Vulnerabilities in Signaling System 7, telephony signaling protocols used by carriers worldwide, allow third parties to listen to people’s cellphone calls and intercept text messages despite encryption, The Washington Post reported last week.
German cybersecurity researchers Tobias Engel of Sternraute and Karsten Nohl of Security Research Labs separately discovered these vulnerabilities following an August Washington Post report on tracking users’ locations via their cellphones.
At the paper’s request, Engel succeeded in tracking a Post employee’s whereabouts to within a city block with only her phone number to go on, according the article. The employee had consented to the experiment.
Engel and Nohl will present their findings at the 25th Chaos Communication Congress hacker conference in Hamburg, tentatively scheduled for Dec. 27-30.
The problem is not so much that there are flaws in SS7 as that the protocol was defined as a standard by the International Telecommunication Union in 1980.
“SS7 was created before there was an Internet and was never designed to be secure in today’s world,” said Rob Enderle, principal analyst at the Enderle Group.
“Its security was based on the fact that no one other than carriers and some governments could access it,” he told TechNewsWorld. “It’s a technology well past its prime — but to its credit, it still works amazingly well.”
The SS7 Holes
Surveillance systems that use SS7 to locate callers anywhere in the world abound, and one of those is Verint’s Skylock Systems, according to the Post’s August report.
Skylock can track GSM and UMTS phones’ locations worldwide with a predicted hit rate of at least 70 percent, according to Verint.
The system uses the international SS7 network and can track any mobile phone, even if it isn’t GPS-enabled. It uses intelligent routing that masks queries, making it “virtually impossible to monitor or trace” the SS7 commands sent.
Getting Around SS7
Engel and Nohl found two ways to eavesdrop on calls using SS7 technology, the Post said.
In one, commands sent over SS7 are used to hijack a cellphone’s forwarding function to redirect a call to a hacker, then forward it to the intended recipient. The second technique uses radio antennae to collect all calls and texts made in a particular area. Hackers can make an SS7 request to carriers for a temporary decryption key to unlock encrypted communications.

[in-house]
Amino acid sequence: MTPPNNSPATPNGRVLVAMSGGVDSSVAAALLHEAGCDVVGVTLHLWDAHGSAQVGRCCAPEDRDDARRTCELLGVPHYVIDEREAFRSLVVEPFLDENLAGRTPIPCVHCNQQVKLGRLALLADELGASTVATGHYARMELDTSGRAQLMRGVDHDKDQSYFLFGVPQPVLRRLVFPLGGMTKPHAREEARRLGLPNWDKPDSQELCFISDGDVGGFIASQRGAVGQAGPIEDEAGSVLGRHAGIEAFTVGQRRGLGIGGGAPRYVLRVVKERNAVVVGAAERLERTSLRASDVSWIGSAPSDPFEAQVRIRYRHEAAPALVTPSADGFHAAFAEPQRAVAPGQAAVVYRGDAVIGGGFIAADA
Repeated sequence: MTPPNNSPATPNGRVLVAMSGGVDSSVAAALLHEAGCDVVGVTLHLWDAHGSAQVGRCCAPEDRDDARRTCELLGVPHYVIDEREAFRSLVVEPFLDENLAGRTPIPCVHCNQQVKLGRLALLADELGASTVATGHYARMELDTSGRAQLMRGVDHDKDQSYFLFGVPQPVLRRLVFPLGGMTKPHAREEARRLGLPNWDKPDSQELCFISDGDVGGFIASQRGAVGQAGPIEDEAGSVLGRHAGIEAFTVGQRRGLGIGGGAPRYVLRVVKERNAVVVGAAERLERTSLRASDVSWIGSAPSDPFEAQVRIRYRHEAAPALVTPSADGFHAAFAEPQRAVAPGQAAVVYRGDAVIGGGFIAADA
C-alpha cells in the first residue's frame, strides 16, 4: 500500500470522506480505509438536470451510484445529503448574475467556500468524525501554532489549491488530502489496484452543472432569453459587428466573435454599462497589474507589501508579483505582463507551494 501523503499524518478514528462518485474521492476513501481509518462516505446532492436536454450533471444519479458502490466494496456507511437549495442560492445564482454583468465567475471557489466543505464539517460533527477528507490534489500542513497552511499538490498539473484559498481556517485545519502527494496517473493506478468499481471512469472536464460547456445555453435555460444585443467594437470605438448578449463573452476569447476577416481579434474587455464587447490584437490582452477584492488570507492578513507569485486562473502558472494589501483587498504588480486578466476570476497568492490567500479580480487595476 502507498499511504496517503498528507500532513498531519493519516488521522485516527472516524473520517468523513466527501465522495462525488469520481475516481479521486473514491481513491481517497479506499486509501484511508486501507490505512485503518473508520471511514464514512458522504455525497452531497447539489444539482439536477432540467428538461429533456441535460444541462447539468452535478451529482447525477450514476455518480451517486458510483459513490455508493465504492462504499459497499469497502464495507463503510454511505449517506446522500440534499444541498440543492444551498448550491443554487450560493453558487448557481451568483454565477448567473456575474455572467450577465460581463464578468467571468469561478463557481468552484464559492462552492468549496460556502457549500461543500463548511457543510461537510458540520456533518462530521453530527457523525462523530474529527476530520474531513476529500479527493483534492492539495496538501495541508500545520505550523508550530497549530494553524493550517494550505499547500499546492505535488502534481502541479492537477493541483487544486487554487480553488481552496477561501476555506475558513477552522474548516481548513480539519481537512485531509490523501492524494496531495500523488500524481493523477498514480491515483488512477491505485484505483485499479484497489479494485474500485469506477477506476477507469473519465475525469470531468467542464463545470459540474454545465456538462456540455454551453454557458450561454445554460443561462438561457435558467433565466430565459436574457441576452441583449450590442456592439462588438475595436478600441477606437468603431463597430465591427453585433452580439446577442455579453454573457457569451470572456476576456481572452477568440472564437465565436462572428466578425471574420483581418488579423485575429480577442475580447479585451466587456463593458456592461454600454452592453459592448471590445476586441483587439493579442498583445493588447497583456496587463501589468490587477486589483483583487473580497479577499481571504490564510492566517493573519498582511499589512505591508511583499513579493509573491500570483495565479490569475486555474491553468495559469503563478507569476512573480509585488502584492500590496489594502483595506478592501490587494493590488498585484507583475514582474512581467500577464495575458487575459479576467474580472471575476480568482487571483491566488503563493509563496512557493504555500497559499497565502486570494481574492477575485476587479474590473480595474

Cellphones can be tracked through their GPS processors, but “GPS is not required” on phones tracked through SS7, Cathal McDaid, head of data intelligence and analytics at AdaptiveMobile, told TechNewsWorld.
Security and the Mobile Device
“With apps that can tap into GPS, cellular and WiFi, all it takes is a simple app that can track you anywhere,” said Jim McGregor, principal analyst at Tirias Research.
For example, RemoteCellSpy.com offers a tracking system that lets users monitor all calls, texts and GPS locations on a target’s cellphone for a one-time payment of US$27.
The app is installed on the user’s phone. Calling the target’s cellphone automatically accesses the app on that device even if it is password protected.
“The cellular industry didn’t start out with security built in to begin with, and it moves so quickly that it’s difficult to keep up,” McGregor told TechNewsWorld. “It has exploded — and so have the threats and the danger of intrusion.”
The Need for a New Protocol
“Until the protocol is upgraded, there isn’t a solution to this problem,” Jean Taggart, a security researcher at Malwarebytes, told TechNewsWorld.
Over time, the SS7 protocol will be replaced, McDaid said, but “it’s still going to be controlling the vast amount of mobile networks for the next few years, due to the sheer difficulty and cost to replace.”
The Diameter protocol is already the successor to SS7, Strategy Analytics’ Sue Rudd told TechNewsWorld.
However, both McGregor and Enderle expect that carriers will move to VoIP.